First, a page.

More Troubles for TennCare

Published December 1, 2001

In November, Tennessee officials shifted 279,000 members of Access MedPLUS, the largest health plan in the troubled TennCare system, into a plan operated by BlueCross BlueShield of Tennessee.

The state Department of Insurance seized control of Access MedPLUS after the health plan abruptly fired 300 employees without notice or severance pay, according to the Memphis Commercial Appeal. The state originally had planned to shift Access MedPLUS beneficiaries to BCBS’s TennCare Select after the Access MedPLUS contract with the state expired on January 1, 2002.

Care Won’t Be Interrupted

“We would have preferred not to do it this way. But we were getting calls from members saying they could not get services,” TennCare Director Mark Reynolds told the media. He said all state providers of health and medical services will accept Access MedPLUS member cards and approvals for services.

According to a report in the Nashville Tennessean, the state will allow Access MedPLUS members to visit their usual doctors for four months, regardless of whether those doctors participate in the TennCare Select network.

Reynolds said most primary care providers in the Access MedPLUS network also serve TennCare Select members. The state will reimburse providers who serve Access MedPLUS members based on TennCare Select rates.

More Trouble Ahead?

State officials have said little about Access MedPLUS’s financial status. The state won a court order to take over the health plan’s operations after financial reports indicated it was insolvent.

The Commercial Appeal reports “there is little left to salvage” after Access MedPLUS lost its $39 million-per-month TennCare contract, which provided 99 percent of the health plan’s revenues. The plan has more than $54 million in debt.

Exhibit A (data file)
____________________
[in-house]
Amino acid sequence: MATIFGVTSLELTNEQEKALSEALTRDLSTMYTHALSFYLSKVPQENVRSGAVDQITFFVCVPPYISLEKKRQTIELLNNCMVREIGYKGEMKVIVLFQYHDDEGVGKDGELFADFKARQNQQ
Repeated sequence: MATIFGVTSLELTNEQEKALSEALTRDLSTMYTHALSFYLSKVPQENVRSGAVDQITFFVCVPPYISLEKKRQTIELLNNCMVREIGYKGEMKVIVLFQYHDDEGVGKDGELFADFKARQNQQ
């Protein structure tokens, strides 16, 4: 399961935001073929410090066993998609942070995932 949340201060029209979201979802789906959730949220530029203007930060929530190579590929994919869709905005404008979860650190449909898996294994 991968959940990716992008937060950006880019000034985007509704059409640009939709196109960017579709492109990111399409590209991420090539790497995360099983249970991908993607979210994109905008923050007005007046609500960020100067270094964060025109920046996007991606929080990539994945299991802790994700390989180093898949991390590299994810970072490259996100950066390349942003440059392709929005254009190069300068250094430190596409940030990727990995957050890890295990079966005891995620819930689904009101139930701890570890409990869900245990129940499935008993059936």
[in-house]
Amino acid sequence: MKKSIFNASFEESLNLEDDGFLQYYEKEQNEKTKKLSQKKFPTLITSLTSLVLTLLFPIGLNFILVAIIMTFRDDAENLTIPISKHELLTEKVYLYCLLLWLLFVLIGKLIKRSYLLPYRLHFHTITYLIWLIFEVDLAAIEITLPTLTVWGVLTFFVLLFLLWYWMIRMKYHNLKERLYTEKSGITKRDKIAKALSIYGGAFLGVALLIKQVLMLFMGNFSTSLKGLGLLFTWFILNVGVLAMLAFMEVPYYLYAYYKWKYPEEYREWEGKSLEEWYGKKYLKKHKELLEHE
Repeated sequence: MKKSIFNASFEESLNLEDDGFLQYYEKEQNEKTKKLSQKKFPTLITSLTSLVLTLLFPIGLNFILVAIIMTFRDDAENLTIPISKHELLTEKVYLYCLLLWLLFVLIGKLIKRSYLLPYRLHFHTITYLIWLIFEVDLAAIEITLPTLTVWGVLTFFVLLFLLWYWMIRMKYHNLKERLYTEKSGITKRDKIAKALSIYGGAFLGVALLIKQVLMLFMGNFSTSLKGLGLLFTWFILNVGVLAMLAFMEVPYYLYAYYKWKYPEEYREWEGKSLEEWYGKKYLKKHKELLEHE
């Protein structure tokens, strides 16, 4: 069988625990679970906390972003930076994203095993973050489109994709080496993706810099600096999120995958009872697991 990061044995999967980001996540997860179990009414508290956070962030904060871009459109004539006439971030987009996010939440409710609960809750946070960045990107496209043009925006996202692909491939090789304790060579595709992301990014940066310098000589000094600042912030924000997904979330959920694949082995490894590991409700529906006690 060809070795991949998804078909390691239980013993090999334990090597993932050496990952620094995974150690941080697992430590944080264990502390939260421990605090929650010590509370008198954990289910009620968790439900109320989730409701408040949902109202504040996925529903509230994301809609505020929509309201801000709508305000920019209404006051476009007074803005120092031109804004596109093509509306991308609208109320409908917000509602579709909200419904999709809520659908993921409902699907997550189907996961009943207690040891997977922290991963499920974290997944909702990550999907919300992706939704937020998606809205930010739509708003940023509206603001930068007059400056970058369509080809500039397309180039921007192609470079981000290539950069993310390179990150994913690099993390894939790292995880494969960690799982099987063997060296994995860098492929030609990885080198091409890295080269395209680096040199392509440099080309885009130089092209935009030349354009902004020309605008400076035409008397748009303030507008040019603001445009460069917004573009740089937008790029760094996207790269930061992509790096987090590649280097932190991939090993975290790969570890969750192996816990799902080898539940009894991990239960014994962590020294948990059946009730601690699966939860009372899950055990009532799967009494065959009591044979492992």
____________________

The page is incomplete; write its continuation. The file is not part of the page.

Thomas Kinser, president and CEO of BlueCross BlueShield of Tennessee, emphasized his firm’s commitment to TennCare, but added the state’s Medicaid managed care program needs an “overhaul” and increased funding.

In an interview with the Nashville Tennessean, Kinser said the state needs to “make market forces work in better ways than they do now” to increase the viability of the program and ensure the participation of managed care organizations.

Noting the size of TennCare, which provides “comprehensive benefits” to roughly 1.5 million people, Kinser said the state should bring into “balance the number of people covered and the way you pay providers and the delivery mechanisms of competing HMOs.”

He also called for tightening the program’s eligibility system by increasing state oversight of enrollees. “TennCare is the program of last resort, but people’s statuses change month to month, year to year. There needs to be a discipline, a rigorous review to be sure that the people on there are the right people.”